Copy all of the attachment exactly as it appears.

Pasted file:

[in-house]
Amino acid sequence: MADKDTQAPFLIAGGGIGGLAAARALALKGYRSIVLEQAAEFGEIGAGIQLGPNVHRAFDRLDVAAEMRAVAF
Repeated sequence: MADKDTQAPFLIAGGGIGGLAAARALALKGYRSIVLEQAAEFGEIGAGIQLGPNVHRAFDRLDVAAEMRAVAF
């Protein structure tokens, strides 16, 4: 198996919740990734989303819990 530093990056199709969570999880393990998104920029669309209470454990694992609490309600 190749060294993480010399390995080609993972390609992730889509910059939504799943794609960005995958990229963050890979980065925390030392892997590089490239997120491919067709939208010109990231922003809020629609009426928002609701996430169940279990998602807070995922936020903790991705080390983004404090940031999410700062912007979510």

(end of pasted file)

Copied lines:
[in-house]
Amino acid sequence: MADKDTQAPFLIAGGGIGGLAAARALALKGYRSIVLEQAAEFGEIGAGIQLGPNVHRAFDRLDVAAEMRAVAF
Repeated sequence: MADKDTQAPFLIAGGGIGGLAAARALALKGYRSIVLEQAAEFGEIGAGIQLGPNVHRAFDRLDVAAEMRAVAF
């Protein structure tokens, strides 16, 4: 198996919740990734989303819990 530093990056199709969570999880393990998104920029669309209470454990694992609490309600 190749060294993480010399390995080609993972390609992730889509910059939504799943794609960005995958990229963050890979980065925390030392892997590089490239997120491919067709939208010109990231922003809020629609009426928002609701996430169940279990998602807070995922936020903790991705080390983004404090940031999410700062912007979510």